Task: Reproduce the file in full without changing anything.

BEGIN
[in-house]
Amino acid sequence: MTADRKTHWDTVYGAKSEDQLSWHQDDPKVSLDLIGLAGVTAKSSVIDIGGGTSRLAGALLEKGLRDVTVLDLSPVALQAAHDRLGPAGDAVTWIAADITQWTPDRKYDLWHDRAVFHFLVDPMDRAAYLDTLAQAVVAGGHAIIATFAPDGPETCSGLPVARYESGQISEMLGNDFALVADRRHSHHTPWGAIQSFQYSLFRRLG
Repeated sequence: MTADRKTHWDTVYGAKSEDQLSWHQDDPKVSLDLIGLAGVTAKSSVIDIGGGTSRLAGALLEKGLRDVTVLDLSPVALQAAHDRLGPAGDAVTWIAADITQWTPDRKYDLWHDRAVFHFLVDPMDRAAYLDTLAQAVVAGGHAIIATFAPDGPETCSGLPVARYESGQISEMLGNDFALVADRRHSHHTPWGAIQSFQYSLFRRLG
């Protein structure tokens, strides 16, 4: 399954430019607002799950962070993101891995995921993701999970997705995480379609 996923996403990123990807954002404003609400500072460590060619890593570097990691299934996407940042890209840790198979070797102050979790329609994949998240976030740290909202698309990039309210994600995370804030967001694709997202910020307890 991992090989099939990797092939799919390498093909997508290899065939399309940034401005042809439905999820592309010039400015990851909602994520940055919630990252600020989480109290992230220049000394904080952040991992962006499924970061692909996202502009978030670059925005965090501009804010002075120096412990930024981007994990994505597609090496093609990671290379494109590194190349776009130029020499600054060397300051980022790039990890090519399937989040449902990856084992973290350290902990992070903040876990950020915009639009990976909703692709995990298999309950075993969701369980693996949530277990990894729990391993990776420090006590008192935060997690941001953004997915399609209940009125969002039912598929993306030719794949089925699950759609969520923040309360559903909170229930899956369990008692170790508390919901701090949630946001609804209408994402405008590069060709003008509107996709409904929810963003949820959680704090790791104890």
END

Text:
[in-house]
Amino acid sequence: MTADRKTHWDTVYGAKSEDQLSWHQDDPKVSLDLIGLAGVTAKSSVIDIGGGTSRLAGALLEKGLRDVTVLDLSPVALQAAHDRLGPAGDAVTWIAADITQWTPDRKYDLWHDRAVFHFLVDPMDRAAYLDTLAQAVVAGGHAIIATFAPDGPETCSGLPVARYESGQISEMLGNDFALVADRRHSHHTPWGAIQSFQYSLFRRLG
Repeated sequence: MTADRKTHWDTVYGAKSEDQLSWHQDDPKVSLDLIGLAGVTAKSSVIDIGGGTSRLAGALLEKGLRDVTVLDLSPVALQAAHDRLGPAGDAVTWIAADITQWTPDRKYDLWHDRAVFHFLVDPMDRAAYLDTLAQAVVAGGHAIIATFAPDGPETCSGLPVARYESGQISEMLGNDFALVADRRHSHHTPWGAIQSFQYSLFRRLG
């Protein structure tokens, strides 16, 4: 399954430019607002799950962070993101891995995921993701999970997705995480379609 996923996403990123990807954002404003609400500072460590060619890593570097990691299934996407940042890209840790198979070797102050979790329609994949998240976030740290909202698309990039309210994600995370804030967001694709997202910020307890 991992090989099939990797092939799919390498093909997508290899065939399309940034401005042809439905999820592309010039400015990851909602994520940055919630990252600020989480109290992230220049000394904080952040991992962006499924970061692909996202502009978030670059925005965090501009804010002075120096412990930024981007994990994505597609090496093609990671290379494109590194190349776009130029020499600054060397300051980022790039990890090519399937989040449902990856084992973290350290902990992070903040876990950020915009639009990976909703692709995990298999309950075993969701369980693996949530277990990894729990391993990776420090006590008192935060997690941001953004997915399609209940009125969002039912598929993306030719794949089925699950759609969520923040309360559903909170229930899956369990008692170790508390919901701090949630946001609804209408994402405008590069060709003008509107996709409904929810963003949820959680704090790791104890």